Ben mounted them on galvanized Unistrut rods instead of directly drilling them into the RV roof. Doing it this way allowed him to use less screws and give a space underneath the solar panels to allow for cooling and air flow. The panels were connected in paired series to a solar junction box on the roof, then the wires were run down to the front compartment to two solar charge controllers in parallel. The controllers then charge the batteries, and power the inverter and DC loads.

Front Compartment with Solar Control Center and Batteries

RV Combo and Key Lock

RV Combo and Key Lock

We wanted to make entry and exit out of the RV easier on ourselves by not having to carry yet another key around. Seems like all we’ve been doing is adding keys since this process started… storage, truck, RV, RV storage, etc. To make life easier and so the kids could access the RV without needing to grab Ben’s or my keys,  we installed RV Lock. 

This was probably one of the easiest upgrades so far. It only took about 10 minutes to switch out the locks. The digital combination lock is programmable so we set the combination and happily removed a key from our keychains. (We still have the keys for a backup in case of a battery failure lockout.)

Snap Pads

While getting the bearings done, I noticedFoot going into Snap Pad another fifth wheel of the same year and make that had protective pads on its leveling feet. When I talked to the owner about them he mentioned that they were Snap Pads, designed to help prevent the feet from soaking down into the mud or wet grass.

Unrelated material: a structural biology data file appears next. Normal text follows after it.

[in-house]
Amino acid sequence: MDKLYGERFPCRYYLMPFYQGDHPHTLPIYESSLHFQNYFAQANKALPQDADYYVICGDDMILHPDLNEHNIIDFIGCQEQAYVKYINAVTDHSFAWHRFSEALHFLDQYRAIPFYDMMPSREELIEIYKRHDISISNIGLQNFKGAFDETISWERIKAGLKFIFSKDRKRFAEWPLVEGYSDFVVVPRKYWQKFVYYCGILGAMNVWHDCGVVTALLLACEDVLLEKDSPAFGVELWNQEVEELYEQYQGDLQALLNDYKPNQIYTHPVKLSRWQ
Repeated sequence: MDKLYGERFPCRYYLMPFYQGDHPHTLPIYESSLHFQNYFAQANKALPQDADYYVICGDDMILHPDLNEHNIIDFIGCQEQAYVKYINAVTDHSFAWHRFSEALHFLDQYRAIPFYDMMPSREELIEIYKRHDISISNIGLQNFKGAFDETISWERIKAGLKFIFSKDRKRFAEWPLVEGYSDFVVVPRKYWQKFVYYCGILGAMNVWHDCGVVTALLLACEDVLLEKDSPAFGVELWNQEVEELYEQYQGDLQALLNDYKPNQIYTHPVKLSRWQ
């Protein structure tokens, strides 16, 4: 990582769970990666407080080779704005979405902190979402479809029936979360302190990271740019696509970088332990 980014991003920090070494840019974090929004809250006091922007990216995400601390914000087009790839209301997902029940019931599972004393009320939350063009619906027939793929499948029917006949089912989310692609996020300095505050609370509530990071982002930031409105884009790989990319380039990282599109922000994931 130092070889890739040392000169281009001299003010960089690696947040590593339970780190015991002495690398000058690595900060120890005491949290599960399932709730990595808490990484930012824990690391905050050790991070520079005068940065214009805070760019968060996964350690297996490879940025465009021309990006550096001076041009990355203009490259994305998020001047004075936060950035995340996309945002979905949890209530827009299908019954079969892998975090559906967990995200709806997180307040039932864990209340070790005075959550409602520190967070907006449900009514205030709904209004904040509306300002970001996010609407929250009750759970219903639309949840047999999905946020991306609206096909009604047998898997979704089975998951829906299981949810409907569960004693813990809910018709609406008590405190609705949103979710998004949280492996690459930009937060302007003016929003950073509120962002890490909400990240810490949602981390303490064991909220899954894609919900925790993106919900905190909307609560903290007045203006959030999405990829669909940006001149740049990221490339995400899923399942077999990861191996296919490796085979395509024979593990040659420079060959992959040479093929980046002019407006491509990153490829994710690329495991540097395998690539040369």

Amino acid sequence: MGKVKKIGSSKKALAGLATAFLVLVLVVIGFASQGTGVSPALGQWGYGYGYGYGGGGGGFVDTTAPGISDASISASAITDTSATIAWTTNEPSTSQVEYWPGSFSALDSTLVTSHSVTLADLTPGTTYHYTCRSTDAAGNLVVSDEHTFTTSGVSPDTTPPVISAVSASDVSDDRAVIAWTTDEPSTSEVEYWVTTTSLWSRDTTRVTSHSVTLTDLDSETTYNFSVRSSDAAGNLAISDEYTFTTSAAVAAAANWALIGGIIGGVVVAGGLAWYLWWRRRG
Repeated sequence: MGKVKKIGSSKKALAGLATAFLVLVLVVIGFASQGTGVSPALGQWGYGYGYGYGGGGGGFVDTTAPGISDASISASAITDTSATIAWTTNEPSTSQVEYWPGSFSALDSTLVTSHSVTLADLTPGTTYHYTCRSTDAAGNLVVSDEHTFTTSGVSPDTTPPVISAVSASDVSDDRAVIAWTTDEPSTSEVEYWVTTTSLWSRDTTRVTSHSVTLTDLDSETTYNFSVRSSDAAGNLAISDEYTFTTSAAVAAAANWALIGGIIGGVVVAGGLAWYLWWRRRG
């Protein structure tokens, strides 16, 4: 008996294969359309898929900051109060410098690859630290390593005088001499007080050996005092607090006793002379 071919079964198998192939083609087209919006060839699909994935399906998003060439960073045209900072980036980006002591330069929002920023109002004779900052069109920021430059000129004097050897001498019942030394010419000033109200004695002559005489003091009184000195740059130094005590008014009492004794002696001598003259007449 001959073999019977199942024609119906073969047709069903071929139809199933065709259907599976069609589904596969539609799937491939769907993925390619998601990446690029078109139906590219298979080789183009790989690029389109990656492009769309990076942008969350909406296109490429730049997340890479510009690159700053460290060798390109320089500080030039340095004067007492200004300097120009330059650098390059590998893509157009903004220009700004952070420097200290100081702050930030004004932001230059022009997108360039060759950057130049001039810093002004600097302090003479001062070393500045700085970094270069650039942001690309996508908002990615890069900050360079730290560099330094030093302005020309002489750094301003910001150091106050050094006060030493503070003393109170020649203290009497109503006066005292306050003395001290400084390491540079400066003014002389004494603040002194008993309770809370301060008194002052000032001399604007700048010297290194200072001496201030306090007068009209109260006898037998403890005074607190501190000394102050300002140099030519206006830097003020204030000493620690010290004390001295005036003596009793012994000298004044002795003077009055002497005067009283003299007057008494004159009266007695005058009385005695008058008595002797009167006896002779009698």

Snap Pads installed
Snap Pads attached to the RV feet









In a way, they act like shoes for the feet. They snap on when dropping down the jacks with a little help from some lubricating soap. It should also help protect the feet from rusting while in contact with the ground.

Mopeka Propane Sensor

Mopeka propane gauge for the tanks
Mopeka Propane Level Sensor

One way to keep track of the level of propane in the containers is through this ingenious little device made by Mopeka. When installed on the bottom of the propane tank, it sends a radar wave up through the cylinder and registers how much propane is left in the tank. The devices communicate through the app with an onboard gauge that was installed in the control panel closet. Since we have two propane tanks we need to keep track of, we installed and labeled a device on each tank. 

Propane Tank Monitor Installed in the Command Center








In the Command Center, we installed a tank monitor for one-touch access to the show the level of propane in the tanks. It also has a phone app that can be sync’d with the indicators so we can see the levels in the tanks just by looking at the app. 


Splendide Washer and Dryer Combo and Dryer Vent

Splendide Washer/Dryer Combo

We wanted to be able to do laundry in the RV instead of having to lug it all to the laundry mat once a week. Having heard a lot of negative things about the unvented units and we decided we didn’t want to go that way. We had a dryer vent installed with the duct running from under the coffee bar and out through a hole in the pantry. We bought a Splendide washer/dryer combo that, with a lot of finagling, just barely fit under the coffee bar. (We had to take off the trim and doors in order to shimmy the machine in there.) Nothing like a tight gloved fit and that’s no joke!

Access Door for the Shut Off Valves

Ben cut a hole in the pantry wall to make an access door to reach the shut off valves for the washing machine in case of a spill.  I purchased a slim dryer vent piece to allow the machine to vent with a small amount of space behind the machine. The hoses and dryer vent were pre-attached and then the machine was slowly slid back into place.


Dryer Vent